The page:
110 Cookson Lane | Whitefield, ME  04353 | 207-232-7600 |  tim@lackeysailing.com

Crème de Menthe | Wednesday, January 12, 2011

In preparation for the work ahead, I'd already ordered a number of hardware items to replace the damaged ones on deck.  Unfortunately, when the items arrived, I discovered that several were the wrong size--smaller than those already in place--so I had to return them and order the proper-sized replacements, all the more important since I hoped and planned to have the new equipment match the existing footprints and fastener holes.

For the moment, the plan for this boat was to spruce things up a bit and do the minimum needed to get the boat back in the water and sailing again.  With those criteria in mind, and given the various assessments of the boat's structural condition, the owner elected to leave things be and see what developed, both with her own plans for the boat and with any further changes in the structural condition of the boat.

I made arrangements to send the lifelines and standing and running rigging out to a local shop for replacement; this would occur sometime in the next several weeks.

One of the more straightforward jobs on the list was to replace the tiller and tiller extension.  With the new parts on hand, I transferred the tiller strap to the new tiller and installed the extension.  I didn't install the tiller on the boat since it would be in the way during other parts of the project, and subject to unnecessary weathering until the boat was ready to be used, so I stored the tiller inside the cabin.


I cleaned up the bearing surface inside the forward hatch frame, then cut a piece of 1/8" smoked gray polycarbonate to the appropriate size, radiusing the corners to match, and marked and cut off the white protective coating on the bonding surfaces--though I left this coating in place on the remainder of the hatch till the installation was complete.

Then, I installed the new plastic in the frame with sealant, pressing it tightly into the bead of sealant and weighting it down slightly while the sealant cured overnight.  At the edges of the hatch, I smoothed the bead to fill the small expansion gap between the plastic and the edge of the hatch frame.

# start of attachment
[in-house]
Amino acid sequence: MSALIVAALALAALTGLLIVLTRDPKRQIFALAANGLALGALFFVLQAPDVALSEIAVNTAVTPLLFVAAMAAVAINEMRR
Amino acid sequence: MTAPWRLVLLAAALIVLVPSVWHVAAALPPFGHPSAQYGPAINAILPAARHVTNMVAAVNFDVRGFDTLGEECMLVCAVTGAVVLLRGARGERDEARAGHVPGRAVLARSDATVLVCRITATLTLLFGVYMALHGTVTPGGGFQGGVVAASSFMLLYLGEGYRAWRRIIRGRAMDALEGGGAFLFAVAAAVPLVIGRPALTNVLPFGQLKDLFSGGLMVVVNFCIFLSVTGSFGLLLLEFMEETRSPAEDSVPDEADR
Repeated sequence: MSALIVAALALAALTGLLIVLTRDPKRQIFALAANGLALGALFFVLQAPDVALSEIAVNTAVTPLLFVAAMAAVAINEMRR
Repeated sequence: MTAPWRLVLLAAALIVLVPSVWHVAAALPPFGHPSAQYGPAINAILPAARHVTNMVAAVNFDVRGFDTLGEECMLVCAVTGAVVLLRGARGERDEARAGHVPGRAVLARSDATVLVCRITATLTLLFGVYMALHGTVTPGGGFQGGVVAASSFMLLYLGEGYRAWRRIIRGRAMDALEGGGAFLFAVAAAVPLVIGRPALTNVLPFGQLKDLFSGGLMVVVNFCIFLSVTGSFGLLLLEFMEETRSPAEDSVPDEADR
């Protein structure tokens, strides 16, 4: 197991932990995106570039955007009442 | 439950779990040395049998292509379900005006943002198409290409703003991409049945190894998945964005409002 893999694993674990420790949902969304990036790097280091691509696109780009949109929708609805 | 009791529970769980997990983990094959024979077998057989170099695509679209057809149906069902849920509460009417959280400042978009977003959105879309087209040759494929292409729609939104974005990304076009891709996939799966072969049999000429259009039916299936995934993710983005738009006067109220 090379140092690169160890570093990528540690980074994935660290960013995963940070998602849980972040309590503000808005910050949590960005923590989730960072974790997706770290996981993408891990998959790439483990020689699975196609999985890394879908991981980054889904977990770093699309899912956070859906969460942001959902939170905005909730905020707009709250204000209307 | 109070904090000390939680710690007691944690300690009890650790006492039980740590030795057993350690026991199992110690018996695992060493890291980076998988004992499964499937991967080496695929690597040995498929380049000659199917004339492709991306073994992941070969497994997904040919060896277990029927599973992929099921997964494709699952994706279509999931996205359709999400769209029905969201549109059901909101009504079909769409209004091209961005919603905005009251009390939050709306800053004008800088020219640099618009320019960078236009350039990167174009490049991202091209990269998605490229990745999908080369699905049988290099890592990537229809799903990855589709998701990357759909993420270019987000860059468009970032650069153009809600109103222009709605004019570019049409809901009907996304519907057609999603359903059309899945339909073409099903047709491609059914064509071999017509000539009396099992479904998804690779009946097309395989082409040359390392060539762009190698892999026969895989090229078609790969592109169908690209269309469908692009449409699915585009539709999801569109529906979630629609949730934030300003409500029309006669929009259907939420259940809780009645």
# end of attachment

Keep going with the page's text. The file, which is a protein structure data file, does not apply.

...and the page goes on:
I unbolted the traveler bridge and removed it, and unscrewed the traveler from the wood.  While in the cockpit, I removed the old clinometers, the replacements for which I installed later in the day.



With the old, rotted wooden traveler bridge as a template, I fabricated a new one from Honduras mahogany that I had in stock.  After completing the milling and sanding operations and testing the fit, I applied the first of several coats of varnish required to seal the mahogany.


I removed the broken compass from the sea hood and replaced it with the new one.  Compasses of this type appeared to be no longer common, so the one I found was of somewhat different footprint; I'd fill the old fastener holes shortly.

With new hardware either in stock or on its way, I got to work removing the old pieces as required.  I began with the easy ones:  the jib/genoa lead blocks, which simply attached to the cars with shackles.

I removed the three halyard turning blocks located around the mast collar, reserving their backing plates for the new ones.  The replacement blocks were one of the pieces I'd ordered incorrectly, so I placed an order for the proper size.
Unfortunately, I discovered that the old fasteners had apparently been leaking for some time, and it was clear there was damage to the balsa deck core from the water infiltration.  Belowdecks, some of the inner skin had even fractured away, exposing the blackened core beneath.  This was an unpleasant, if not necessarily surprising, development, but even worse, there was more to come.

The cheek blocks located in the after part of the cockpit were also damaged and slated for replacement, so I removed the old ones.  As with the halyard blocks, I discovered that the balsa core was saturated with moisture around the bolt holes, even to the point of leaving visible moisture on the underside of the deck and backing plates beneath the hardware.


To gain better insight into the core's condition, I enlarged the fastener holes at one of the cheek block locations with a 1/2" bit (staying within the footprint of the block), which revealed the core within.  The integrity of the core in these locations was more or less totally gone and offered no resistance to the drill bit; how far the damage extended was not determined, but the condition on the opposite side seemed similar.

For the moment, I didn't proceed further with any of the existing fastener holes from the hardware I'd just removed.  The extent of the water damage--at these locations and others--was still unknown, and the presence of this sort of damage might affect the course of the project.  Major structural repairs seemed to be outside of the desired project scope, but in any event I'd need to discuss  things with the owner.

Total Time on This Job Today:  6.5 hours

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